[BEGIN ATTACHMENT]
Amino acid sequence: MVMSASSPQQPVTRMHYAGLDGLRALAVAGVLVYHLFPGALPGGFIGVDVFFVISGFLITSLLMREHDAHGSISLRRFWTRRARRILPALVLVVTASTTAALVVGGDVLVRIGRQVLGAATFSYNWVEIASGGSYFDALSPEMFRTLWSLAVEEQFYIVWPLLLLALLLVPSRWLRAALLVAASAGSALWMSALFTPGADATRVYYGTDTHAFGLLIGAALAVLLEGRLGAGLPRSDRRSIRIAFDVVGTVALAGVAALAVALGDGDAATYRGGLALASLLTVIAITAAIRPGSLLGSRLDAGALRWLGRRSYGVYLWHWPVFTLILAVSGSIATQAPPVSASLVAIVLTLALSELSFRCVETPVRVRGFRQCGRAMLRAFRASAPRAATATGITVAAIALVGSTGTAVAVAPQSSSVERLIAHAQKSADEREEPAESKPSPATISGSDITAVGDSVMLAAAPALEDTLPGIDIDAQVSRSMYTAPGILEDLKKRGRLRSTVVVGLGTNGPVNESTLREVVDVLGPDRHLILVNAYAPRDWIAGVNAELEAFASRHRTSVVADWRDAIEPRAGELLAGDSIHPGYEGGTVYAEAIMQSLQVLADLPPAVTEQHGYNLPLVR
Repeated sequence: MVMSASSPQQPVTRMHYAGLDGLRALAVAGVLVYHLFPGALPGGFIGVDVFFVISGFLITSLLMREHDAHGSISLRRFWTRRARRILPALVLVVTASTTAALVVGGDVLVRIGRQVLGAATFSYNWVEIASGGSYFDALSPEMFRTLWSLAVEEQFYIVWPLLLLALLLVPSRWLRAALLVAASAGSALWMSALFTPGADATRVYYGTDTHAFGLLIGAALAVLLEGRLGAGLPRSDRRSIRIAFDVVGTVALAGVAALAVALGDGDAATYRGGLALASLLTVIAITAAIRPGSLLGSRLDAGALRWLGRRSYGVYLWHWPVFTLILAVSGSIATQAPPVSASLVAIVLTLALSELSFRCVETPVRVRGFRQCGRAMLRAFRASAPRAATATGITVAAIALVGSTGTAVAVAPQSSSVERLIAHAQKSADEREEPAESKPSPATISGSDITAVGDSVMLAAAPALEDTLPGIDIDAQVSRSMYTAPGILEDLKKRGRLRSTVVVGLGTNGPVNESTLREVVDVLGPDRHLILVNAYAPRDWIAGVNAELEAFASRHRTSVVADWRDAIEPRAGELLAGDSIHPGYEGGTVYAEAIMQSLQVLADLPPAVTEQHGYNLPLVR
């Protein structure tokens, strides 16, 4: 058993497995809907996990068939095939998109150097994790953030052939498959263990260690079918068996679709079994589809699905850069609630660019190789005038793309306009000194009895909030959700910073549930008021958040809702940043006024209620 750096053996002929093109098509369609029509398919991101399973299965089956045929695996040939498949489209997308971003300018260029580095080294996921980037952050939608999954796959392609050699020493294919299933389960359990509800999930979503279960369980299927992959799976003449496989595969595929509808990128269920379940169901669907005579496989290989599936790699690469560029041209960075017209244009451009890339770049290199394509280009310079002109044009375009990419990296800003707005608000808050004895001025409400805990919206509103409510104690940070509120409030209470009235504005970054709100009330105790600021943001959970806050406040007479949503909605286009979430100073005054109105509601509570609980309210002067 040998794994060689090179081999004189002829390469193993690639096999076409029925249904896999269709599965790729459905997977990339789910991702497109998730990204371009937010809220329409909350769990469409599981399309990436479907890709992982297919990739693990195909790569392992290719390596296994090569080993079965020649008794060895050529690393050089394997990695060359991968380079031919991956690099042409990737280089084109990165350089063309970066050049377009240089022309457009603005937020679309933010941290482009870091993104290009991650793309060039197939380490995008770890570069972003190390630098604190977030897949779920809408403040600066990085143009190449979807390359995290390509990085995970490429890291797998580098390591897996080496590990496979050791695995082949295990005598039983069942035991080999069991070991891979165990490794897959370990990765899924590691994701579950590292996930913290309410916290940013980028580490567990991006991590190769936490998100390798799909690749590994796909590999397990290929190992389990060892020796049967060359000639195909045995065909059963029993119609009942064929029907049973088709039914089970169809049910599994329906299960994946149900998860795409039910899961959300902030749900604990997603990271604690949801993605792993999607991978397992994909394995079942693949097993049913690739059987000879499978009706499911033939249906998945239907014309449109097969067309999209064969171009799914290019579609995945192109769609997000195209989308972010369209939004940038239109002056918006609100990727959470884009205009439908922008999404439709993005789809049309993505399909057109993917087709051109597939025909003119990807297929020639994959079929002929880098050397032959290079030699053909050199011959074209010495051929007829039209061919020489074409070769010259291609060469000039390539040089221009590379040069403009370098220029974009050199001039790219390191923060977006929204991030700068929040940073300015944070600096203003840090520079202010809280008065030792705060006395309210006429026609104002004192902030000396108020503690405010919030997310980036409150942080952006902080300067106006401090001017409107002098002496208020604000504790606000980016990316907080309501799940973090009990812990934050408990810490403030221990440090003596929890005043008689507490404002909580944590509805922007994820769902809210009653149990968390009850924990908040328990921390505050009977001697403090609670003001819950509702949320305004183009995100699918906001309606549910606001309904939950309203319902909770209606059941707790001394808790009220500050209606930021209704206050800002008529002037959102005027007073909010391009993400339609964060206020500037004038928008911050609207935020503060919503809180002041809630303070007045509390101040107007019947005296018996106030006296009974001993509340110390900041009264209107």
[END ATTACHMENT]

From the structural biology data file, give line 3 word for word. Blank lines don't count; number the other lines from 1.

């Protein structure tokens, strides 16, 4: 058993497995809907996990068939095939998109150097994790953030052939498959263990260690079918068996679709079994589809699905850069609630660019190789005038793309306009000194009895909030959700910073549930008021958040809702940043006024209620 750096053996002929093109098509369609029509398919991101399973299965089956045929695996040939498949489209997308971003300018260029580095080294996921980037952050939608999954796959392609050699020493294919299933389960359990509800999930979503279960369980299927992959799976003449496989595969595929509808990128269920379940169901669907005579496989290989599936790699690469560029041209960075017209244009451009890339770049290199394509280009310079002109044009375009990419990296800003707005608000808050004895001025409400805990919206509103409510104690940070509120409030209470009235504005970054709100009330105790600021943001959970806050406040007479949503909605286009979430100073005054109105509601509570609980309210002067 040998794994060689090179081999004189002829390469193993690639096999076409029925249904896999269709599965790729459905997977990339789910991702497109998730990204371009937010809220329409909350769990469409599981399309990436479907890709992982297919990739693990195909790569392992290719390596296994090569080993079965020649008794060895050529690393050089394997990695060359991968380079031919991956690099042409990737280089084109990165350089063309970066050049377009240089022309457009603005937020679309933010941290482009870091993104290009991650793309060039197939380490995008770890570069972003190390630098604190977030897949779920809408403040600066990085143009190449979807390359995290390509990085995970490429890291797998580098390591897996080496590990496979050791695995082949295990005598039983069942035991080999069991070991891979165990490794897959370990990765899924590691994701579950590292996930913290309410916290940013980028580490567990991006991590190769936490998100390798799909690749590994796909590999397990290929190992389990060892020796049967060359000639195909045995065909059963029993119609009942064929029907049973088709039914089970169809049910599994329906299960994946149900998860795409039910899961959300902030749900604990997603990271604690949801993605792993999607991978397992994909394995079942693949097993049913690739059987000879499978009706499911033939249906998945239907014309449109097969067309999209064969171009799914290019579609995945192109769609997000195209989308972010369209939004940038239109002056918006609100990727959470884009205009439908922008999404439709993005789809049309993505399909057109993917087709051109597939025909003119990807297929020639994959079929002929880098050397032959290079030699053909050199011959074209010495051929007829039209061919020489074409070769010259291609060469000039390539040089221009590379040069403009370098220029974009050199001039790219390191923060977006929204991030700068929040940073300015944070600096203003840090520079202010809280008065030792705060006395309210006429026609104002004192902030000396108020503690405010919030997310980036409150942080952006902080300067106006401090001017409107002098002496208020604000504790606000980016990316907080309501799940973090009990812990934050408990810490403030221990440090003596929890005043008689507490404002909580944590509805922007994820769902809210009653149990968390009850924990908040328990921390505050009977001697403090609670003001819950509702949320305004183009995100699918906001309606549910606001309904939950309203319902909770209606059941707790001394808790009220500050209606930021209704206050800002008529002037959102005027007073909010391009993400339609964060206020500037004038928008911050609207935020503060919503809180002041809630303070007045509390101040107007019947005296018996106030006296009974001993509340110390900041009264209107």